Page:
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Wednesday,October 21,2020
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Donggukians Bring Their New Culture to Campus
A year ago an American friend of mine who was visiting Korea for the first time  stopped by the Dongguk campus to appreciate its Buddhist culture. I showed her several places and things with Buddhist overtones: the Buddha Statue, the three elephants, Jeonggak-Won, Daegak-Chun, and the Museum. Though she said that she wasamazed at the Buddhism-colored campus, it seemed that her interest in our campus culture began to sag quickly.   Are they all of the representative symbols of our campus culture that we have now?
In fact, it is true that we haven't put enough energy in developing campus  culture other than those forms of Buddhist culture.  In 1970s and 80s when university campuses all over the country were dimmed with political slogans and the fog of tear gas, Dongguk was not an exception: students joined political rallies or hung around a deserted campus in which manyclasses were cancelled for political reasons. The only escape for us, having been entirely obsessed with the hot political issues, was to let out our pent-up feelings by drinking cheap liquor without side dishes.
Unfortunately, the situation didn't really change during the '90s when a civilian government replacedthe military regime, although we didn't have to concern ourselves about political affairs. But we didn't know how to reshape our college culture, nor did we make a serious effort to widen our interests to meet the challenge of global change. We just continued to spend a lot of free time doing binge drinking. In other words, we Donggukians have had no venue for the last three decades through which we were able to sublimate our young, witty, and creative vigor into an attractive college culture.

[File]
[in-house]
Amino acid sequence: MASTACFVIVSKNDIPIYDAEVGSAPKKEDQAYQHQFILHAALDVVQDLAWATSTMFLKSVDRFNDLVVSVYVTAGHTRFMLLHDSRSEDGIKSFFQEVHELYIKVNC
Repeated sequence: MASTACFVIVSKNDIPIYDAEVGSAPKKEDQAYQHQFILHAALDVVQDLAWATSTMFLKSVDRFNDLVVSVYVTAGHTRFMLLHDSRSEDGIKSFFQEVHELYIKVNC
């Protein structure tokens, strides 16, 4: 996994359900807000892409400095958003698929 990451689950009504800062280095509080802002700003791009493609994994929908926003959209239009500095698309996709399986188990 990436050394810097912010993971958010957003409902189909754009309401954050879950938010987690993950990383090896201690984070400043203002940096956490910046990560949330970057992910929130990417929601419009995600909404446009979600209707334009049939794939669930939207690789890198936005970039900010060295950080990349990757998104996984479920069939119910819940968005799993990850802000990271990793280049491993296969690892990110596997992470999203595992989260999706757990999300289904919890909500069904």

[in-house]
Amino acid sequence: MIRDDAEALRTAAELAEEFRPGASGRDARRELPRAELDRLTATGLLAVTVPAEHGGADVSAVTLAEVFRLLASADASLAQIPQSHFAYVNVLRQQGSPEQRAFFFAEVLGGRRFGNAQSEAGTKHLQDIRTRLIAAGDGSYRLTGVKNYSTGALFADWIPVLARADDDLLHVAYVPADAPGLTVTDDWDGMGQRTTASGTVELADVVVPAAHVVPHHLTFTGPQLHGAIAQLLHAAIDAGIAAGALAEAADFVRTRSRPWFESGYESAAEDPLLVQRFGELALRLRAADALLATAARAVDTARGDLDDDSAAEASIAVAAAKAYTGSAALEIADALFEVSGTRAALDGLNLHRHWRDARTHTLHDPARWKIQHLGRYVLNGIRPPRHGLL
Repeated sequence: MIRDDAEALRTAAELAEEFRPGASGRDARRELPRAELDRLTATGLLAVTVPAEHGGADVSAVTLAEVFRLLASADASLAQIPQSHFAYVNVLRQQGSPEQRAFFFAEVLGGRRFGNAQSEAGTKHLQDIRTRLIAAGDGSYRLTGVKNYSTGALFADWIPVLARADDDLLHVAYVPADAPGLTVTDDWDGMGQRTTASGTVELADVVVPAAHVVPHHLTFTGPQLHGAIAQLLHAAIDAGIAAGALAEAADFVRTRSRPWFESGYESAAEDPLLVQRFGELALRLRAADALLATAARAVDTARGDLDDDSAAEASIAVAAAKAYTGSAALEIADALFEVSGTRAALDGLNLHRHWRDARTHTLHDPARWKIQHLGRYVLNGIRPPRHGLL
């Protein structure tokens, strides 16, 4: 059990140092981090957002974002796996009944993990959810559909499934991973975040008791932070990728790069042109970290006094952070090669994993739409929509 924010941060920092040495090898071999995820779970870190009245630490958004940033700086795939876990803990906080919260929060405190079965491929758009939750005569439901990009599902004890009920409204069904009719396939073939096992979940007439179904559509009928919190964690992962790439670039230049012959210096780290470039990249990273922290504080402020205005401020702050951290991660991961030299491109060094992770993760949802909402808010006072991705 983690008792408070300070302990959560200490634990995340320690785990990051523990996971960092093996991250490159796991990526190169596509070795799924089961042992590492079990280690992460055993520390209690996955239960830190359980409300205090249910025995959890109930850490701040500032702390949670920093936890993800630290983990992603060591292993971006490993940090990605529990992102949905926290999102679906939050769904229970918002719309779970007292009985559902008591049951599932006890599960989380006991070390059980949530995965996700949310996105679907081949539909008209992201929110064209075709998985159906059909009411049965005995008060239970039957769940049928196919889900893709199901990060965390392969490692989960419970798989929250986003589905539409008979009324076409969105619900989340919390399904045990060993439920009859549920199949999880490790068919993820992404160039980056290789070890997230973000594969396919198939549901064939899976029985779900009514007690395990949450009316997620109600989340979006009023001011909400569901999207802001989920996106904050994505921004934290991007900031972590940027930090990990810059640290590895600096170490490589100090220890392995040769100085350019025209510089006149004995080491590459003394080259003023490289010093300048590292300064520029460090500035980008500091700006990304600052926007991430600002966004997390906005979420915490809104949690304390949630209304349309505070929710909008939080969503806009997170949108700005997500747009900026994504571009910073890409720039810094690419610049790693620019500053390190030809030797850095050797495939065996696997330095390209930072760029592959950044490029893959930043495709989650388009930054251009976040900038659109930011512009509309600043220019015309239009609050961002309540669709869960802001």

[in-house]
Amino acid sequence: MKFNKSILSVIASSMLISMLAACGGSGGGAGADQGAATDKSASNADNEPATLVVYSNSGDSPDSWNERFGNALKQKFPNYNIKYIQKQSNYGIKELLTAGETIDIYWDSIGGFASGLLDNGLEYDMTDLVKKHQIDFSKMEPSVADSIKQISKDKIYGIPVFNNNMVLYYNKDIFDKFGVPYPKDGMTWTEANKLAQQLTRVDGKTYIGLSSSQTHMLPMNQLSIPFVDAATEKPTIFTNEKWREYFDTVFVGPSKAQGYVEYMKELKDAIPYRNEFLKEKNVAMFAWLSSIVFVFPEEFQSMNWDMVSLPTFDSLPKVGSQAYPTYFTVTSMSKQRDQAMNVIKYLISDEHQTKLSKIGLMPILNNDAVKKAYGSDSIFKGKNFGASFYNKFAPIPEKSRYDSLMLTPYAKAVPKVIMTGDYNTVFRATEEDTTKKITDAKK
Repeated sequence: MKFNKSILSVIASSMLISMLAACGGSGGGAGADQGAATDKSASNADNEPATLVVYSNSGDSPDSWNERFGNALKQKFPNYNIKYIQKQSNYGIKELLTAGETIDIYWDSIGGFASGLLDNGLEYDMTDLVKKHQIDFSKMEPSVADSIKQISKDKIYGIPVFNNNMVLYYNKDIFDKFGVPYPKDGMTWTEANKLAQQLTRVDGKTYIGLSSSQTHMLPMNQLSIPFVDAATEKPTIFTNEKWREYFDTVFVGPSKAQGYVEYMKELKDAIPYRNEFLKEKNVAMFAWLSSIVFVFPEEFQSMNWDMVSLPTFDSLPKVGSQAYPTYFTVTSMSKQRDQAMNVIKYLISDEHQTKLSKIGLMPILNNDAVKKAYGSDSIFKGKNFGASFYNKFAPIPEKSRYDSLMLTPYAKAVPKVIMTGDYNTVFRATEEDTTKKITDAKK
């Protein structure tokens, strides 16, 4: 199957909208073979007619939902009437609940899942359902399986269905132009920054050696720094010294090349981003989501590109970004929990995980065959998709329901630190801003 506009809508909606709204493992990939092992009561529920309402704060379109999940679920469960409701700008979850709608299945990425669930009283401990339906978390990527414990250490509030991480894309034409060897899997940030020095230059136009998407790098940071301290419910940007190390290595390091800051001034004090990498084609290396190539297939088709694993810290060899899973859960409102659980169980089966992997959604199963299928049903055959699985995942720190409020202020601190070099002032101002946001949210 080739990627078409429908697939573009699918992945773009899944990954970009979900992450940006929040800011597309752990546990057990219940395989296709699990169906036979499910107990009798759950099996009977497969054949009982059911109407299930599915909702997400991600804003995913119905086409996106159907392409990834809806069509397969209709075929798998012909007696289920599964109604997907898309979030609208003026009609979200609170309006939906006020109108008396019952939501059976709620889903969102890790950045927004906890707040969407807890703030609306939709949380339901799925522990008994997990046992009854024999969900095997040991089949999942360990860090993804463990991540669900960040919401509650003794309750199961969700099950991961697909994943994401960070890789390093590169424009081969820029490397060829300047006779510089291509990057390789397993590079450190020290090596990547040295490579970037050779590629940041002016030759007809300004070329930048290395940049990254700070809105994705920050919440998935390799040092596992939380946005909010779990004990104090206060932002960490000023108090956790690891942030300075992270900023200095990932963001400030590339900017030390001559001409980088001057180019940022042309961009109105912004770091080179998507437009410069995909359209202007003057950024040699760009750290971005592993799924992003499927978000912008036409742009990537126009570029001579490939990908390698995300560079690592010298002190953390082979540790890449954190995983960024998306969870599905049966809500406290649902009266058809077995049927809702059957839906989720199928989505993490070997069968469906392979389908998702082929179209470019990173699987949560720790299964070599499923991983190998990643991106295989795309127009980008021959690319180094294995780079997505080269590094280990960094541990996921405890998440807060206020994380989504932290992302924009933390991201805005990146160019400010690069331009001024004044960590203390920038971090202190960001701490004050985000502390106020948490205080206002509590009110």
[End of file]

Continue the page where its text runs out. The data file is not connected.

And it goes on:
This is why some recent campus events such as Wednesday Music Concert, and May Moonlight-Lantern Poetry Festival are a new cultural wave and the start of a new epoch of Dongguk culture.  These cultural events are a way for students to satisfy their own sensibilities. But there are few campus-wide organizations in which students take the lead for these cultural events.  So I suggest that Donggukians become engaged in diverse student activities by creating new cultural programs in which they can easily and actively participate.  These could be from student-centered academic seminars to funny cocktail parties at the beginning and end of the semesters.  In addition, Buddhist culture needs to be re-introduced to students' lives through the tea drinking ceremony, meditation, and Buddhist music. In this way, Donggukians couldbring to the campus their own unique culture.         

Kim Ae-ju  komet99@dongguk.edu

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